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Lunar tremors


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Although it is little more than a great piece of rock with very little geological activity, the Moon also has its shakes. These earthquake-like movements are divided into four categories, the first three (deep tremors, vibrations from meteorite impacts and thermal movements caused by the Sun's heat) relatively harmless.
Already the fourth variant ("shallow" tremors) can be quite unpleasant, reaching 5.5 degrees on the Richter scale and lasting for incredibly long 10 minutes. According to NASA, another effect of them is to make the Moon "sound like a bell". And the scariest thing is that we have no idea of the motive behind the earthquakes, since the satellite does not have active tectonic plates.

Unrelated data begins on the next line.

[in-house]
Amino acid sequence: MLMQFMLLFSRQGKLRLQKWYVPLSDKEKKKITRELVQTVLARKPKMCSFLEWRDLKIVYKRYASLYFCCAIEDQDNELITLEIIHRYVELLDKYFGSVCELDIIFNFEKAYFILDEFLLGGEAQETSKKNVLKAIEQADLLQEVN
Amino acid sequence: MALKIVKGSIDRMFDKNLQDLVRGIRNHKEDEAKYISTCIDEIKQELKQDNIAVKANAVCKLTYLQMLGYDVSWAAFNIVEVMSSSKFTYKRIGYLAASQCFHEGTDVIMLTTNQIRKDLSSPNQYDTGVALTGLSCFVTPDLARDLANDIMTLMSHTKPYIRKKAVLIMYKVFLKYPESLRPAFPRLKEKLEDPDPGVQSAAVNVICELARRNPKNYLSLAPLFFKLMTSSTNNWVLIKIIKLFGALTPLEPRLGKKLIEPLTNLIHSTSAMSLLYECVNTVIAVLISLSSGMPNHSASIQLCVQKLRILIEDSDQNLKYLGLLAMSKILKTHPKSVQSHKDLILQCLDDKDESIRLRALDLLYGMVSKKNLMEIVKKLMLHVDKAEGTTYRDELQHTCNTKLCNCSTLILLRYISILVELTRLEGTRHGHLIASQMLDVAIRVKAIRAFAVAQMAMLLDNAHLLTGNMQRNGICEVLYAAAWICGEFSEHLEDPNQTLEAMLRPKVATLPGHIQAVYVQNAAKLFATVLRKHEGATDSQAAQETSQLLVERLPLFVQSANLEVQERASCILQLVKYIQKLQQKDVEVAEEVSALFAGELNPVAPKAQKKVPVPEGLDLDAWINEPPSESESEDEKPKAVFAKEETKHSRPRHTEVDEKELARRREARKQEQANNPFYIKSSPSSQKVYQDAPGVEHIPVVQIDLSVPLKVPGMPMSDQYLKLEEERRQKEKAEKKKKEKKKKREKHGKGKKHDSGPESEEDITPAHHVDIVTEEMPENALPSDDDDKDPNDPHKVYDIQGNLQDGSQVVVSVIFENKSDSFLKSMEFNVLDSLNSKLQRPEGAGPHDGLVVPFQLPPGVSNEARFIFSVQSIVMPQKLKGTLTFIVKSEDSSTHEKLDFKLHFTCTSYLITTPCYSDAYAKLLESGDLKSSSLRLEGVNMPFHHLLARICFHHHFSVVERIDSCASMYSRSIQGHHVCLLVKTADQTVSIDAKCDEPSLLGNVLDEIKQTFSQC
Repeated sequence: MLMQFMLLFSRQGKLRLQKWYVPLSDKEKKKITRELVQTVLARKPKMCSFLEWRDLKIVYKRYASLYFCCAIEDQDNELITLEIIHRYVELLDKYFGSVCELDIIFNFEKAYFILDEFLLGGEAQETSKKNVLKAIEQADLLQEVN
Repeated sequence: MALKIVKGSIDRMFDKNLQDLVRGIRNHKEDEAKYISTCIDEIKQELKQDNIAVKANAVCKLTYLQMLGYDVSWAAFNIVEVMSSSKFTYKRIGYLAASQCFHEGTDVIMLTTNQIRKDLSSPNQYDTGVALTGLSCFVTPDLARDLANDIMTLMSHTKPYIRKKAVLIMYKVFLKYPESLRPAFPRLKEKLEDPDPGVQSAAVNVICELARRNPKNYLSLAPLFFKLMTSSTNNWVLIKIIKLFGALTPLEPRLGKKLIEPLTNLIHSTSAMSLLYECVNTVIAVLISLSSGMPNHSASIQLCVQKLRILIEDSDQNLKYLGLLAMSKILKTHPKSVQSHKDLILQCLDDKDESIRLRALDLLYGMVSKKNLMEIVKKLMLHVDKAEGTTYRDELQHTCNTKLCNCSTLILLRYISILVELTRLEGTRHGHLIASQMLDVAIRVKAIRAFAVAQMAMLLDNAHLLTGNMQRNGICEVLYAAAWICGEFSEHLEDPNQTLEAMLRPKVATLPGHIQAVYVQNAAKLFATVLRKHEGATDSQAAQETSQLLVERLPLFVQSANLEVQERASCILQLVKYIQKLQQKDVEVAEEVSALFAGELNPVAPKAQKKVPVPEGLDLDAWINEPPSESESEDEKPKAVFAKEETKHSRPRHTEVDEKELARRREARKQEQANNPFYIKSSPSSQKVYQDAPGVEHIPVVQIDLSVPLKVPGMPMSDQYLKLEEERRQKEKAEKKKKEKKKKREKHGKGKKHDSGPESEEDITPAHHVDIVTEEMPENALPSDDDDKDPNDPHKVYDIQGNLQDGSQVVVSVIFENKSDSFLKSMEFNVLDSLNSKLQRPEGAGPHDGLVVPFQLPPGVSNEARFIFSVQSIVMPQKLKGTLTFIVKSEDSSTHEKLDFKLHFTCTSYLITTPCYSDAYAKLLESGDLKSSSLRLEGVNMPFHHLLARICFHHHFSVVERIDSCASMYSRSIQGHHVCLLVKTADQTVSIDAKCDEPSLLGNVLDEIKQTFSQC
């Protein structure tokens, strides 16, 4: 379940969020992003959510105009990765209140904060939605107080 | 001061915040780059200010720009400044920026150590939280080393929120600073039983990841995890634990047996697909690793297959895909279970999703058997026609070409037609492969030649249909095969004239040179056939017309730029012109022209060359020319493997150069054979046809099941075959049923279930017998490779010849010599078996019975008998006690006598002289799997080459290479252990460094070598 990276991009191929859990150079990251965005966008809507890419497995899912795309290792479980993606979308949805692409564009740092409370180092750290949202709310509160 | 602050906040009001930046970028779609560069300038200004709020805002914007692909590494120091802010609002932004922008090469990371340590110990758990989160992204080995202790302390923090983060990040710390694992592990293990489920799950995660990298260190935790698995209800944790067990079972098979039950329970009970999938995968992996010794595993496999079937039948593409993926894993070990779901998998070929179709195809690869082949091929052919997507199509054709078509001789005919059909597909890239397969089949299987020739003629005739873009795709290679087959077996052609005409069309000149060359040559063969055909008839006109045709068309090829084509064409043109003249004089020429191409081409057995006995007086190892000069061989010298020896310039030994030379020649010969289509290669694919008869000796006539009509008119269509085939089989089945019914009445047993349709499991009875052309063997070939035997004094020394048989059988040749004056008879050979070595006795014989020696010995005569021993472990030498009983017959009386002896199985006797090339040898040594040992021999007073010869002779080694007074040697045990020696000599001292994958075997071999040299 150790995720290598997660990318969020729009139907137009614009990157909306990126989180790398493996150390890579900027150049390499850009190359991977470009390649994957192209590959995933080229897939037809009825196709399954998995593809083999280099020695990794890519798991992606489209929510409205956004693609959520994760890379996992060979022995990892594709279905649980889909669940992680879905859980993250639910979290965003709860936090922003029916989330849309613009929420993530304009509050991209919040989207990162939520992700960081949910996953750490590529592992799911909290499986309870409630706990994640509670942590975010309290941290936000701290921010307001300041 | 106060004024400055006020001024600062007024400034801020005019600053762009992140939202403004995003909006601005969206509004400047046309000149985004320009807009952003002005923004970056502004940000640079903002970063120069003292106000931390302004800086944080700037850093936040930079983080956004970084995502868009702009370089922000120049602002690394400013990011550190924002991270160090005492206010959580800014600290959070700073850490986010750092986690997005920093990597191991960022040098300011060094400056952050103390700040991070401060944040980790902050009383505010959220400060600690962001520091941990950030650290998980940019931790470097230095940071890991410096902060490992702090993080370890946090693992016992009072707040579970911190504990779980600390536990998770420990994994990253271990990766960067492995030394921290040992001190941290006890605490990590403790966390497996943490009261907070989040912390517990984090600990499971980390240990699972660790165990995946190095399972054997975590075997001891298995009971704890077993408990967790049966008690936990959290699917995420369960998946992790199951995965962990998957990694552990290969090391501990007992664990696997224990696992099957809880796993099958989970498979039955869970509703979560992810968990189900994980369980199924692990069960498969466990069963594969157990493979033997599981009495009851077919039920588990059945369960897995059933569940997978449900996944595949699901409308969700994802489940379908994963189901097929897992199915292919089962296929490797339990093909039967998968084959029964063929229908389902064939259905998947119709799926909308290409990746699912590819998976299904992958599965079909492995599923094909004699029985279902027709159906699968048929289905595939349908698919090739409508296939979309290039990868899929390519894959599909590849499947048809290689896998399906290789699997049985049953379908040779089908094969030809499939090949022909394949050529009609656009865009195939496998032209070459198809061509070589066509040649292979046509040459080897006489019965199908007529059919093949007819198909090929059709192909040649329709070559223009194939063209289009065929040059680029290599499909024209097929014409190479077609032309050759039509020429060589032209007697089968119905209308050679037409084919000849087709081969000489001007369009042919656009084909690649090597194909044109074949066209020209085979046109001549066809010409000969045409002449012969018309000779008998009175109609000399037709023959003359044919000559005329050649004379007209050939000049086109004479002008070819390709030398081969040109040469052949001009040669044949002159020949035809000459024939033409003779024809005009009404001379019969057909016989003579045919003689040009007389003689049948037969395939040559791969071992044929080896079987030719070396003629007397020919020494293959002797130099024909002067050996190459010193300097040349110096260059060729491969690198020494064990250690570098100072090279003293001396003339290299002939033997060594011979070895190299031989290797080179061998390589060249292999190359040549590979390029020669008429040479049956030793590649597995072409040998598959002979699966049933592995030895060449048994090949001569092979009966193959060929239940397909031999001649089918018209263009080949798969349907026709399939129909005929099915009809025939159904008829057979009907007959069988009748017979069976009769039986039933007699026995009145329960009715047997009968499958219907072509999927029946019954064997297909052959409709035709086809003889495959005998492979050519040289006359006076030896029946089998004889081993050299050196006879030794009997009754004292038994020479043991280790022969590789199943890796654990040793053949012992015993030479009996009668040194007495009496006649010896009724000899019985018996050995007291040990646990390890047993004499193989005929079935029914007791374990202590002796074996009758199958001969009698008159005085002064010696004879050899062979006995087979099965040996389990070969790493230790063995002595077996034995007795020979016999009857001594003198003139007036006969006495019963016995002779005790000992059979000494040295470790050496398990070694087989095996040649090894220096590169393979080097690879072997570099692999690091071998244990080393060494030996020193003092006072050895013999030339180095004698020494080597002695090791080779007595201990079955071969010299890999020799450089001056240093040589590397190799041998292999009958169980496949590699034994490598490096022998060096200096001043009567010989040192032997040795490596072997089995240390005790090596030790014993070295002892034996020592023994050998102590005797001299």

Some researchers believe that occurrences may be related to tidal activities on Earth, which are caused by lunar attraction. However, this theory is inconclusive, as maritime forces affect the Moon as a whole, but tremors occur in specific places.
Source: Megacurioso

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astroavani.............get closer!
I have no idea where anything is on the Moon (Apollo sites)  as its not my specialty  at this time, but there's plenty of time to learn!

Is it possible to see anything left behind John. 

Edited by Charic
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7 minutes ago, Charic said:

...Is it possible to see anything left behind John. 

No. The largest object left on the surface is around the size of a small car. The best resolution we can see with our scopes is probably around half a kilometer.

NASA's Lunar Reconnaissance Orbiter can resolve such details though:


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